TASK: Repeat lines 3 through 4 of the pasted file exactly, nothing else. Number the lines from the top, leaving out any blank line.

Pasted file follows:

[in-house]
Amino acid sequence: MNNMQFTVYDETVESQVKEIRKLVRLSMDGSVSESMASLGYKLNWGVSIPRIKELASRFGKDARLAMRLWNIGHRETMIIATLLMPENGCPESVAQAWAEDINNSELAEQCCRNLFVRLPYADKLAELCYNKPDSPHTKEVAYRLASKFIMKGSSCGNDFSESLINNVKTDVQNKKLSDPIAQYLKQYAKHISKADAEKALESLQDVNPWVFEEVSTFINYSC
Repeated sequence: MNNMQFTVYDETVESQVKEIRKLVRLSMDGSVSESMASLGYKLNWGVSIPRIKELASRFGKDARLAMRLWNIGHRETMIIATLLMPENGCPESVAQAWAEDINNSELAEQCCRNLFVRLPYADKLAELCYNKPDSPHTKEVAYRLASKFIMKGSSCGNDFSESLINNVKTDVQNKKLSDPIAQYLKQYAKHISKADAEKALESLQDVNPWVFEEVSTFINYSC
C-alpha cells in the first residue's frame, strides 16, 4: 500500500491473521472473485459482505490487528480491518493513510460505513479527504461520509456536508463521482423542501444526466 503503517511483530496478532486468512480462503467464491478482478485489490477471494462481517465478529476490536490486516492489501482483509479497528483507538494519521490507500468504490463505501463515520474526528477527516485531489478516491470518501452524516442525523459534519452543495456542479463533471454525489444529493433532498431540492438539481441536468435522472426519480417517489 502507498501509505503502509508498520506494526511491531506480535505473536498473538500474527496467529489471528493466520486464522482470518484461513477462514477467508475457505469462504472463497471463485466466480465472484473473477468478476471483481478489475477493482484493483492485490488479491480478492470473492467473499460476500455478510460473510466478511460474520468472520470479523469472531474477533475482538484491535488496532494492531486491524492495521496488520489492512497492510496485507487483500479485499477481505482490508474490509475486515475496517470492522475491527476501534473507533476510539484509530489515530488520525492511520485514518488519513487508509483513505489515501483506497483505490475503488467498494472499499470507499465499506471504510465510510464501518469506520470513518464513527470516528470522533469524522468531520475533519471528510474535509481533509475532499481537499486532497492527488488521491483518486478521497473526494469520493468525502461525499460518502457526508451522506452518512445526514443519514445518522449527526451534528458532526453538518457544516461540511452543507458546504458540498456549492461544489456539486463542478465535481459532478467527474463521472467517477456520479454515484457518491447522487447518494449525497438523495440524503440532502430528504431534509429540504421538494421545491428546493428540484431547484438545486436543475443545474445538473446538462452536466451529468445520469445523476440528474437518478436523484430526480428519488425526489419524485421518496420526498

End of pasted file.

Repeated sequence: MNNMQFTVYDETVESQVKEIRKLVRLSMDGSVSESMASLGYKLNWGVSIPRIKELASRFGKDARLAMRLWNIGHRETMIIATLLMPENGCPESVAQAWAEDINNSELAEQCCRNLFVRLPYADKLAELCYNKPDSPHTKEVAYRLASKFIMKGSSCGNDFSESLINNVKTDVQNKKLSDPIAQYLKQYAKHISKADAEKALESLQDVNPWVFEEVSTFINYSC
C-alpha cells in the first residue's frame, strides 16, 4: 500500500491473521472473485459482505490487528480491518493513510460505513479527504461520509456536508463521482423542501444526466 503503517511483530496478532486468512480462503467464491478482478485489490477471494462481517465478529476490536490486516492489501482483509479497528483507538494519521490507500468504490463505501463515520474526528477527516485531489478516491470518501452524516442525523459534519452543495456542479463533471454525489444529493433532498431540492438539481441536468435522472426519480417517489 502507498501509505503502509508498520506494526511491531506480535505473536498473538500474527496467529489471528493466520486464522482470518484461513477462514477467508475457505469462504472463497471463485466466480465472484473473477468478476471483481478489475477493482484493483492485490488479491480478492470473492467473499460476500455478510460473510466478511460474520468472520470479523469472531474477533475482538484491535488496532494492531486491524492495521496488520489492512497492510496485507487483500479485499477481505482490508474490509475486515475496517470492522475491527476501534473507533476510539484509530489515530488520525492511520485514518488519513487508509483513505489515501483506497483505490475503488467498494472499499470507499465499506471504510465510510464501518469506520470513518464513527470516528470522533469524522468531520475533519471528510474535509481533509475532499481537499486532497492527488488521491483518486478521497473526494469520493468525502461525499460518502457526508451522506452518512445526514443519514445518522449527526451534528458532526453538518457544516461540511452543507458546504458540498456549492461544489456539486463542478465535481459532478467527474463521472467517477456520479454515484457518491447522487447518494449525497438523495440524503440532502430528504431534509429540504421538494421545491428546493428540484431547484438545486436543475443545474445538473446538462452536466451529468445520469445523476440528474437518478436523484430526480428519488425526489419524485421518496420526498